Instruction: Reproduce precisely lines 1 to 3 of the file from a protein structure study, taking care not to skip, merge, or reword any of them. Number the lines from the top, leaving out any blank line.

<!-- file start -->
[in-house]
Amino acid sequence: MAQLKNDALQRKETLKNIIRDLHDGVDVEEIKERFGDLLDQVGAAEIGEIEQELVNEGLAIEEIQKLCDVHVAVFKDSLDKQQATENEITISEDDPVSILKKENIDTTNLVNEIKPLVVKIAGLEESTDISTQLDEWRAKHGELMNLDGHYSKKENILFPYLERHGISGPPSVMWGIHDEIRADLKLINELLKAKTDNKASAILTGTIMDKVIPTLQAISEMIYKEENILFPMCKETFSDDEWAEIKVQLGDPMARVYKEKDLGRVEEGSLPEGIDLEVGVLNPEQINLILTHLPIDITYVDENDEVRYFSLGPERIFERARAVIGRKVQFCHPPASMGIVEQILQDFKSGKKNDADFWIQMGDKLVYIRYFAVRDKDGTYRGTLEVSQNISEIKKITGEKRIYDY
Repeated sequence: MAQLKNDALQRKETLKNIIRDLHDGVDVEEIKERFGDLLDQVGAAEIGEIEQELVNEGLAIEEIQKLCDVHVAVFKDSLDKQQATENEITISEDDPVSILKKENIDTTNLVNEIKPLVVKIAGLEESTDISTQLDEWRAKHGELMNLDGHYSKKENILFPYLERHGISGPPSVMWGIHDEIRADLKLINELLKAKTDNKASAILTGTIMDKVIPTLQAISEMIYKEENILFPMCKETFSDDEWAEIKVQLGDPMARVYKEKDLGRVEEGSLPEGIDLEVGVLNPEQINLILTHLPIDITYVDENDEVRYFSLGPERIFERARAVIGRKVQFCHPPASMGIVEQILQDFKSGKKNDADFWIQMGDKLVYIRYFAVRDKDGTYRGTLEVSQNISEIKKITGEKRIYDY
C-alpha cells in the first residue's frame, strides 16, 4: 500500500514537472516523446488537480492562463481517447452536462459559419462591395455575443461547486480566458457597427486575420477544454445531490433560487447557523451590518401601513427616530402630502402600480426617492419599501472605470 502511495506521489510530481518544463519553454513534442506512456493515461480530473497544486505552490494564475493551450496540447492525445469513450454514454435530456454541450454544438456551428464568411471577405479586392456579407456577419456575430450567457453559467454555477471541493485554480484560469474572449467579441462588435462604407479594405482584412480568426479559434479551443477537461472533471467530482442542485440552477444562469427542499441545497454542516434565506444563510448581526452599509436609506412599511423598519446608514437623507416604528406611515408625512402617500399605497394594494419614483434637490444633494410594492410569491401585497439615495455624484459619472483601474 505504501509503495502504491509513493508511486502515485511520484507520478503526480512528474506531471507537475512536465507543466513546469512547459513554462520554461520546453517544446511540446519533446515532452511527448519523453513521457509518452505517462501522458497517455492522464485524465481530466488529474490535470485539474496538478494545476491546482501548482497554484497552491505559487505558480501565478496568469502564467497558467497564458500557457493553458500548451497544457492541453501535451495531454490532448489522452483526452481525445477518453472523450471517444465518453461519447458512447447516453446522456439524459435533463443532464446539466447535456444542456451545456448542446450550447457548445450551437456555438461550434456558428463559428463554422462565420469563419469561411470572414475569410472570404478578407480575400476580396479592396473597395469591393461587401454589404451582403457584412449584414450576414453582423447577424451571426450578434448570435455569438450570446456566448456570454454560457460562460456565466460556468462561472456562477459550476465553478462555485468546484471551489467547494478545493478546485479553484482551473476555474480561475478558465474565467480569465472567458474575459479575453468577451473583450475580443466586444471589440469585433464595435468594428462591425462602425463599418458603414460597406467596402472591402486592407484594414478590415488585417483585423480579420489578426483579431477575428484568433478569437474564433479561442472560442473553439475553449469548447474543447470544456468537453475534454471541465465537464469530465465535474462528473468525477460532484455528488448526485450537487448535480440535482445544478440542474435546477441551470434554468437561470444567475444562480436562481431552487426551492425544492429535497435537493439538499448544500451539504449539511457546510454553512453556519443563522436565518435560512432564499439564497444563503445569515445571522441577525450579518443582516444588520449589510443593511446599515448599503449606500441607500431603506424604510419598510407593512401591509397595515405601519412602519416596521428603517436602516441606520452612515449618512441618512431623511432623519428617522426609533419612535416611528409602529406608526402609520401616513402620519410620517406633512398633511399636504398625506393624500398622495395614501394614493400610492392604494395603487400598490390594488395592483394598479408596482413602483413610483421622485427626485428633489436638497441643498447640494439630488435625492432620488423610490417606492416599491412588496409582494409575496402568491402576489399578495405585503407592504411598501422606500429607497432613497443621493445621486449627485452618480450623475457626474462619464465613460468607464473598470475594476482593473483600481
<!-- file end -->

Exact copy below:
[in-house]
Amino acid sequence: MAQLKNDALQRKETLKNIIRDLHDGVDVEEIKERFGDLLDQVGAAEIGEIEQELVNEGLAIEEIQKLCDVHVAVFKDSLDKQQATENEITISEDDPVSILKKENIDTTNLVNEIKPLVVKIAGLEESTDISTQLDEWRAKHGELMNLDGHYSKKENILFPYLERHGISGPPSVMWGIHDEIRADLKLINELLKAKTDNKASAILTGTIMDKVIPTLQAISEMIYKEENILFPMCKETFSDDEWAEIKVQLGDPMARVYKEKDLGRVEEGSLPEGIDLEVGVLNPEQINLILTHLPIDITYVDENDEVRYFSLGPERIFERARAVIGRKVQFCHPPASMGIVEQILQDFKSGKKNDADFWIQMGDKLVYIRYFAVRDKDGTYRGTLEVSQNISEIKKITGEKRIYDY
Repeated sequence: MAQLKNDALQRKETLKNIIRDLHDGVDVEEIKERFGDLLDQVGAAEIGEIEQELVNEGLAIEEIQKLCDVHVAVFKDSLDKQQATENEITISEDDPVSILKKENIDTTNLVNEIKPLVVKIAGLEESTDISTQLDEWRAKHGELMNLDGHYSKKENILFPYLERHGISGPPSVMWGIHDEIRADLKLINELLKAKTDNKASAILTGTIMDKVIPTLQAISEMIYKEENILFPMCKETFSDDEWAEIKVQLGDPMARVYKEKDLGRVEEGSLPEGIDLEVGVLNPEQINLILTHLPIDITYVDENDEVRYFSLGPERIFERARAVIGRKVQFCHPPASMGIVEQILQDFKSGKKNDADFWIQMGDKLVYIRYFAVRDKDGTYRGTLEVSQNISEIKKITGEKRIYDY